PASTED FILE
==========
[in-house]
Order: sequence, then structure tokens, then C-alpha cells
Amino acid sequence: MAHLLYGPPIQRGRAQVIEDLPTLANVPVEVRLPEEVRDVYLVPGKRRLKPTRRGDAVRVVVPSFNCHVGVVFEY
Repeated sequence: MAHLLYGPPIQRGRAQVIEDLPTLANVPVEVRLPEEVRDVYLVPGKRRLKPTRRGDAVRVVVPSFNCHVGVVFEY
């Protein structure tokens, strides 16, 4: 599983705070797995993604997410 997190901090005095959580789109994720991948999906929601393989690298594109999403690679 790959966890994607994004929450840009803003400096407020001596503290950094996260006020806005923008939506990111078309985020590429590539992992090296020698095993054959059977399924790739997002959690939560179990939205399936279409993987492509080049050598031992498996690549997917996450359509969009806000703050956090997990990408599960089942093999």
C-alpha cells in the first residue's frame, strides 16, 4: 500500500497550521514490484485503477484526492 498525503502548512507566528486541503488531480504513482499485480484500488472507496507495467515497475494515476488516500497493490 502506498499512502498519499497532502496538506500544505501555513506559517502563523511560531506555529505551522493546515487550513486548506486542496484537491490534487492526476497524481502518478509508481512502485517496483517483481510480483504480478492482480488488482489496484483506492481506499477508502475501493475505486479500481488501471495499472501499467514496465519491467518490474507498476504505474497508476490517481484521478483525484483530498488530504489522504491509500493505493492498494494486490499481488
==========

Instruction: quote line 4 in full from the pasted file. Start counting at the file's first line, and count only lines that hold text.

Repeated sequence: MAHLLYGPPIQRGRAQVIEDLPTLANVPVEVRLPEEVRDVYLVPGKRRLKPTRRGDAVRVVVPSFNCHVGVVFEY